If an injury is sustained during sporting activity some athletes have a tendency to 'run it off'. This implies that with increased exercise the pain and injury will simply go away. In a lot of cases, nothing could be further from the truth. It may be possible that by continuing to exercise the athletes pain may seem less intense. This may be due to a number of factors. During exercise, nerve fibres that respond to mechanical signals such as touch can over-ride the impulses from the pain nerve fibres- a phenomenon known as the pain gate theory. In addition other factors such as the player's mentality can all play a part in over-riding the pain- however the tissue itself is still damaged and continued activity could cause serious further injury.
Ice therapy also known as cryotherapy is one of the most widely used treatment modalities used for acute sports injuries. It is cheap, easy to use and requires little time to prepare. The application of ice to an injury,in the acute phase can substantially decrease the extent of the damage. It achieves this in a number of different ways:
Decreases the amount of bleeding by vasoconstriction into the injury site and so lessens swelling
Reduces muscle spasm
Reduces the risk of cell death by decreasing the rate of metabolism
Ice is usually applied to the injured site by means of a bag filled with crushed ice which is wrapped in a damp towel. The ice should be left in place for approximately 15-20 minutes. A more detailed overview on the correct use of ice therapy and the indications for its use are available on the application page.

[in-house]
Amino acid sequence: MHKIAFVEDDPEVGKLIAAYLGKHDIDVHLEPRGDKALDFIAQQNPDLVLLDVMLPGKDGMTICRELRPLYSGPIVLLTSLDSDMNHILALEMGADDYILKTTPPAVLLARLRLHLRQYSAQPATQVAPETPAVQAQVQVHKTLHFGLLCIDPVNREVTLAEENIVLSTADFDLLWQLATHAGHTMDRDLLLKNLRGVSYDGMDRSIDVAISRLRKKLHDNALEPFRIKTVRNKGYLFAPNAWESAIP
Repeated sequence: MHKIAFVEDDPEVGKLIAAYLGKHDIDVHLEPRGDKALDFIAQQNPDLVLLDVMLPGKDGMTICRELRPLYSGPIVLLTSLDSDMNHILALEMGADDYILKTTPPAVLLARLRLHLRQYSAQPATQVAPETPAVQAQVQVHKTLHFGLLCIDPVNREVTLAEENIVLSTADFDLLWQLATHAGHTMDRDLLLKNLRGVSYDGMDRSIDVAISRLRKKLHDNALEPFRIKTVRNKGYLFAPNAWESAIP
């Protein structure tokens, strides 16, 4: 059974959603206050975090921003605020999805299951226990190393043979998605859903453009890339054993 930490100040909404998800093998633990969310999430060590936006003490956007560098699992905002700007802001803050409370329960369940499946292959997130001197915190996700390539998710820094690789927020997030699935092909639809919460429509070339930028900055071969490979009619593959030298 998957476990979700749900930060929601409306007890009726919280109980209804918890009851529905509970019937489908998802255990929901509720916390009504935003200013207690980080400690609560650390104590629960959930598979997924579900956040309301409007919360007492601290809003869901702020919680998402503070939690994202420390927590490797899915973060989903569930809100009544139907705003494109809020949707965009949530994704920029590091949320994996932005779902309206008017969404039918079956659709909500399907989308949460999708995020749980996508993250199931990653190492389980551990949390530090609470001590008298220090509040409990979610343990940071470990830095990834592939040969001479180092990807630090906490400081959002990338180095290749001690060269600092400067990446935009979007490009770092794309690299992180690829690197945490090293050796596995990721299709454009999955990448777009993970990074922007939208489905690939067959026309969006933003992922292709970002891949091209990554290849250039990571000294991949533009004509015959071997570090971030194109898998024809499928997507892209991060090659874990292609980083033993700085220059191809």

Applying compression to a wound has the effect of preventing excessive swelling occurring and should be applied for about 24-48 hours from the onset of injury. Compression of the limb functions to increase the pressure within the tissue thus narrowing the blood vessels. This slows down the inflammatory process and so prevents excessive edema building up within the joint. This edema, when present, can severely affect the functional ability of the limb. Compression can be applied by a number of means.
The most effective of these is by using a compression bandage which is an elasticized tube-like bandage that simply fits around the affected limb. The advantages of the compression bandage are that it is easy to apply and the elastic provides the sufficient pressure needed to stop some od the bleeding in the area.
Alternatively a regular bandage can be applied to the area however care should be taken not to over-tighten the bandage as this will contribute to tissue death. If the peripheral limbs become discoloured or become cold then it is possible that the bandage is too tight. Bandaging should begin below the injured site with each layer overlapping the underlying layer.
Compression can also be applied with the ice-pack itself, either manually or by wrapping the ice pack in bandage.
Elevation of the injured limb allows gravity to draw the fluid away from the injured site. This aids in decreasing the swelling and so can decrease pain associated with this edema. In lower limb injuries try and keep the ankle above the level of the hip. Upper limb injuries can be elevated by use of pillow or sling. The injured limb should be elevated for as long as possible throughout the day for the first 48 hours.